If It Walks Like A Jerk And Talks Like A Jerk

Call him an asshole, not “brilliant,” and don’t hire him.

Just don’t hire this guy. (Image: Matt Grant)

Last weekend, Susan J. Fowler, a former engineer for Uber, lit that company’s pants on fire with a single very good and very upsetting-to-read blog post filled with detailed accusations of repeated sexual harassment and basically corporate malfeasance at some pretty high levels. It painted a pretty dark picture of the corporate culture:

Over the next few months, I began to meet more women engineers in the company. As I got to know them, and heard their stories, I was surprised that some of them had stories similar to my own. Some of the women even had stories about reporting the exact same manager I had reported, and had reported inappropriate interactions with him long before I had even joined the company. It became obvious that both HR and management had been lying about this being “his first offense”, and it certainly wasn’t his last. Within a few months, he was reported once again for inappropriate behavior, and those who reported him were told it was still his “first offense”. The situation was escalated as far up the chain as it could be escalated, and still nothing was done.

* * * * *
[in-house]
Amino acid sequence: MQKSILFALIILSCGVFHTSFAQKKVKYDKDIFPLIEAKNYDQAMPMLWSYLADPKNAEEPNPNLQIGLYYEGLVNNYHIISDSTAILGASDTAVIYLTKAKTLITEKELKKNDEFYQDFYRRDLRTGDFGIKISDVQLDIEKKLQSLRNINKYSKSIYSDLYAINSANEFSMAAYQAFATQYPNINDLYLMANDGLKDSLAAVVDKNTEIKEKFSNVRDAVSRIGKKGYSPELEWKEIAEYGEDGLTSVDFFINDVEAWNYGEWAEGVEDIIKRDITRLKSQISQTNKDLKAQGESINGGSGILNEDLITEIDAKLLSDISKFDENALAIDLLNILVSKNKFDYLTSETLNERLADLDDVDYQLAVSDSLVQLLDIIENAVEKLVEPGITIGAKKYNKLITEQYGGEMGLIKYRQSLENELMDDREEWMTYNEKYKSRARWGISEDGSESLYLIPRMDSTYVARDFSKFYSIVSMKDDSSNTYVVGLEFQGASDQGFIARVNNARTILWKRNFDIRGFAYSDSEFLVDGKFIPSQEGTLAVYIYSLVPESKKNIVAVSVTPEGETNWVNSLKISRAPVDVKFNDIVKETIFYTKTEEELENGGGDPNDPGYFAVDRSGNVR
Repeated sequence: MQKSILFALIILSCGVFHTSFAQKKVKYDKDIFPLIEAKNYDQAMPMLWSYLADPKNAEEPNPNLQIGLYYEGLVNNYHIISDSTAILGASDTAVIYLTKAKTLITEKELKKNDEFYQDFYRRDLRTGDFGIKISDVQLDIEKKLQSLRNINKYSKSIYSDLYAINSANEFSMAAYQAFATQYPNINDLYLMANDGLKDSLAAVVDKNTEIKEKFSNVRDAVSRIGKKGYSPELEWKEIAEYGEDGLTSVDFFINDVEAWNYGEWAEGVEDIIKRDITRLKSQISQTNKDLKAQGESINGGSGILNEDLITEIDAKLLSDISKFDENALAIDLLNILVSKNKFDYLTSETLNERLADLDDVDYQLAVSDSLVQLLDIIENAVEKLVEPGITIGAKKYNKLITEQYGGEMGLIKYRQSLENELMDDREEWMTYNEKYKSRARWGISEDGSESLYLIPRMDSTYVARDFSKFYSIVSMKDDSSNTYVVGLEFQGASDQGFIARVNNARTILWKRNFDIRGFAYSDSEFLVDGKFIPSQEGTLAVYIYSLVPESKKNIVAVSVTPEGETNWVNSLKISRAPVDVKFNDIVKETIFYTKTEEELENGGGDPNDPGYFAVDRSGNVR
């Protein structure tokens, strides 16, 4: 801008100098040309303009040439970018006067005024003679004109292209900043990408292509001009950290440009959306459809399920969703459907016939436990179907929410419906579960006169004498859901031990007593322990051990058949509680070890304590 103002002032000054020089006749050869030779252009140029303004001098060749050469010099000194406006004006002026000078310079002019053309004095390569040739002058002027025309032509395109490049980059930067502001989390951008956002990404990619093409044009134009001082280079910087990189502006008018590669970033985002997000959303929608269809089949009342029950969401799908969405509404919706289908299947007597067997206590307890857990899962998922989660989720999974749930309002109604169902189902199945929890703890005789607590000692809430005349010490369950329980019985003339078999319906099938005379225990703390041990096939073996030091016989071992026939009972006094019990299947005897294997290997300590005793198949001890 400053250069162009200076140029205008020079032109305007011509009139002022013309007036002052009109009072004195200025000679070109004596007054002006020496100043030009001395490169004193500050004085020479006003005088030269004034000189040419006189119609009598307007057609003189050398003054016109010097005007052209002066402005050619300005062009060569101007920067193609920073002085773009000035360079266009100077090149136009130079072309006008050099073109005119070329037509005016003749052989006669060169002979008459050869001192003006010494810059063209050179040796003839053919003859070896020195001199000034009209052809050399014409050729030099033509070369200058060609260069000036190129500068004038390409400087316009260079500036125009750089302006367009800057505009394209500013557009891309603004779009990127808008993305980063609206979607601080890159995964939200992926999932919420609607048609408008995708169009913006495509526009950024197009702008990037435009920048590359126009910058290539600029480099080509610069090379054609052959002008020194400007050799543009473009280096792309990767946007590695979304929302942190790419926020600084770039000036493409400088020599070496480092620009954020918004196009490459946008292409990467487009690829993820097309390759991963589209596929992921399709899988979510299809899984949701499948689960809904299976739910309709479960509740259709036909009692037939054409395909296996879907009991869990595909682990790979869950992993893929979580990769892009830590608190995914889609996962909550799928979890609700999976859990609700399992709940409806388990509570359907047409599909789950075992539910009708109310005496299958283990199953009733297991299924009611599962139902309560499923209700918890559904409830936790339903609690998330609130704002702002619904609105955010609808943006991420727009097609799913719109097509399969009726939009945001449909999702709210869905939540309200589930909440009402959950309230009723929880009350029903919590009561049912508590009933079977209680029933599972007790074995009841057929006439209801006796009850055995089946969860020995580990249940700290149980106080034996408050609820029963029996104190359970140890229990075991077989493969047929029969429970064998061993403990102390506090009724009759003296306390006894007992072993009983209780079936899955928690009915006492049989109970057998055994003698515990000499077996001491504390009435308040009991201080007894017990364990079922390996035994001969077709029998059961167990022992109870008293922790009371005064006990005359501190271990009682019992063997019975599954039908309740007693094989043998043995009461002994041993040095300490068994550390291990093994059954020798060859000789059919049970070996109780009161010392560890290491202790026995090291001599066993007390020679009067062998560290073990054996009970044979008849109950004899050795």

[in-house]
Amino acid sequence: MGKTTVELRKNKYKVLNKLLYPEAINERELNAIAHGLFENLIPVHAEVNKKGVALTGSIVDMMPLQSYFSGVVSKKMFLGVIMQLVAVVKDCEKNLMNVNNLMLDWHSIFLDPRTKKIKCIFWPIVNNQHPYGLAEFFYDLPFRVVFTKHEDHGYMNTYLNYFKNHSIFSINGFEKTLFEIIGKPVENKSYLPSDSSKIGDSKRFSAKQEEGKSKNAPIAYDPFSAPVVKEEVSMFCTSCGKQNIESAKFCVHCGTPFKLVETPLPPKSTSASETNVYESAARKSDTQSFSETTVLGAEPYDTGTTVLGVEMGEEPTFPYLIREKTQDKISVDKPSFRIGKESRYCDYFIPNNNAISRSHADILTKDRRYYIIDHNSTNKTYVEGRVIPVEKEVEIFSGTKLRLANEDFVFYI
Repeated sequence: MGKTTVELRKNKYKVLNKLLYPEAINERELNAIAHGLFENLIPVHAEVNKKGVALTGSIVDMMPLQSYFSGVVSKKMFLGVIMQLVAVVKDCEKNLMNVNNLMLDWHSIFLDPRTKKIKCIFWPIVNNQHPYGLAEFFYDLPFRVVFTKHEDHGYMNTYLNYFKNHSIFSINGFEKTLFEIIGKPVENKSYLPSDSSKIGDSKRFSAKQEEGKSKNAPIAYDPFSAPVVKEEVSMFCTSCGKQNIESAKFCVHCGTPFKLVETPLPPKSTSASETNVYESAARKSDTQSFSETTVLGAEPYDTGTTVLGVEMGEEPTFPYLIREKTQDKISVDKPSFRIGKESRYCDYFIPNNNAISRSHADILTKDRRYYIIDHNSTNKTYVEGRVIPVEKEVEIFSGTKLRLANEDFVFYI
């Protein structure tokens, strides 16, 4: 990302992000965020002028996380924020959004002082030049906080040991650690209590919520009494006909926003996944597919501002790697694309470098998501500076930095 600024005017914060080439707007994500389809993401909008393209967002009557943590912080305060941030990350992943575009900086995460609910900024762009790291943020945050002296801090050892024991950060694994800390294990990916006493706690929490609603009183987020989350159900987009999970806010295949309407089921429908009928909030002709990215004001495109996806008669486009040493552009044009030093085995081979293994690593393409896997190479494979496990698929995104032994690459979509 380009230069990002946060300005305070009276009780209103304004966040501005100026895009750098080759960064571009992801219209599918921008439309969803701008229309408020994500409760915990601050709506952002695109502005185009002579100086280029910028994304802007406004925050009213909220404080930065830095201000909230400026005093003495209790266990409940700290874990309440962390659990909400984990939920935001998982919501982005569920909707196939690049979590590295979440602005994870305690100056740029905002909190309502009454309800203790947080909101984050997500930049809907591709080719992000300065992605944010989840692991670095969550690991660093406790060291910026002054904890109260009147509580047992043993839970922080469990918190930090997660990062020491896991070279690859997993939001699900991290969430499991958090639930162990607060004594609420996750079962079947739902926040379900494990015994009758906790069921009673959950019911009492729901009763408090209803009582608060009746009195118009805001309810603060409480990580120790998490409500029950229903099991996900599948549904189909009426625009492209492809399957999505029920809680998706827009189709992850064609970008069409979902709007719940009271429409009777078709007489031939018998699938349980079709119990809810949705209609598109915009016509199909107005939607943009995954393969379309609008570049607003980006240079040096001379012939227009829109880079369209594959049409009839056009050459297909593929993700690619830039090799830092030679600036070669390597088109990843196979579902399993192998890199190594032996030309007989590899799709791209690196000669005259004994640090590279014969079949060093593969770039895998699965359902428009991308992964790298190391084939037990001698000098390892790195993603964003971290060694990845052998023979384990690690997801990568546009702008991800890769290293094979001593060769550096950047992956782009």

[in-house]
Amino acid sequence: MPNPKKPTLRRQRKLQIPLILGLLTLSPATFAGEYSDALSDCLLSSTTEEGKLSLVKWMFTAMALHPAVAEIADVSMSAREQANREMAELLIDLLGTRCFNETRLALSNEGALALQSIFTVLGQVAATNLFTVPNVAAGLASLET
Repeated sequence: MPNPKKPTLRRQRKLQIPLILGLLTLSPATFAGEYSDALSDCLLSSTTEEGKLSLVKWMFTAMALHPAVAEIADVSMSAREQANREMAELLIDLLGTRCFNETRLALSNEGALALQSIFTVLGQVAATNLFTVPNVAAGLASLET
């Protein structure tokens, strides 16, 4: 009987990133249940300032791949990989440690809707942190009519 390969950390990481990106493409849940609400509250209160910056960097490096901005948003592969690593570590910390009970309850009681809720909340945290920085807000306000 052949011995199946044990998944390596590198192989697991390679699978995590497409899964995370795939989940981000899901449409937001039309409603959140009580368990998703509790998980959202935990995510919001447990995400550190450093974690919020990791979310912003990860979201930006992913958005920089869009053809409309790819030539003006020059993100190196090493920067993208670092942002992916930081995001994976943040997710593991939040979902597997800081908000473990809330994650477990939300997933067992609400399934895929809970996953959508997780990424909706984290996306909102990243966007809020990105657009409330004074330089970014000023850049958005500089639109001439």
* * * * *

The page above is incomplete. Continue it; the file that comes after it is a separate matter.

Reflecting on one very, very strange year at Uber

Shortly thereafter, The New York TimesMike Isaac reported on the fallout from that post—a 90-minute all-hands meeting, including board member Arianna Huffington, who was presumably there to be The Woman On The Stage, a.k.a. The Mom, a.k.a. the responsible one here to ensure the women and also the closely listening public that Something Will Be Done About This because Travis Kalanick is the boob-loving frat-boy that no one can take seriously anymore and he needs a real grown-up and a former attorney general onstage so you know he’s for real. The piece ended with a kicker that made me spit out my bile:

At the Tuesday all-hands meeting, Ms. Huffington, the Uber board member, also vowed that the company would make another change. According to attendees and video of the meeting, Ms. Huffington said there would no longer be hiring of “brilliant jerks.”

This term, “the brilliant jerk,” has been around for a while in corporate lingo. I remember first reading about in a New York Times blog post (R.I.P. blogs) in 2012. (PLEASE DON’T ACTUALLY ME ABOUT REED HASTINGS, YOU JERKOFF, HE’S TWO GRAFS DOWN.) I guess there was a series about Being The Boss and the URL was boss.blogs.nytimes.com 🙁 What a world! Anyway it was a sort of advicey column about what to do about that one archetype, the Brilliant Jerk, in your workplace. It was fun to read when it came out because everyone got to speculate about who their brilliant jerk was.

What Do You Do With the Brilliant Jerk?

But everyone already knows who the brilliant jerk at their workplace is because it’s the raging asshole!! It’s not hard to tell. And yet somehow as long as we’ve had a word for it, and probably even longer, we’ve wrung our hands over whether or not to cope with this fucktard over here because—wait for it—HE’S BRILLIANT! Indeed, there is a whole wealth of recent e-literature regarding how to solve an incorrigible problem like the Brilliant Jerk: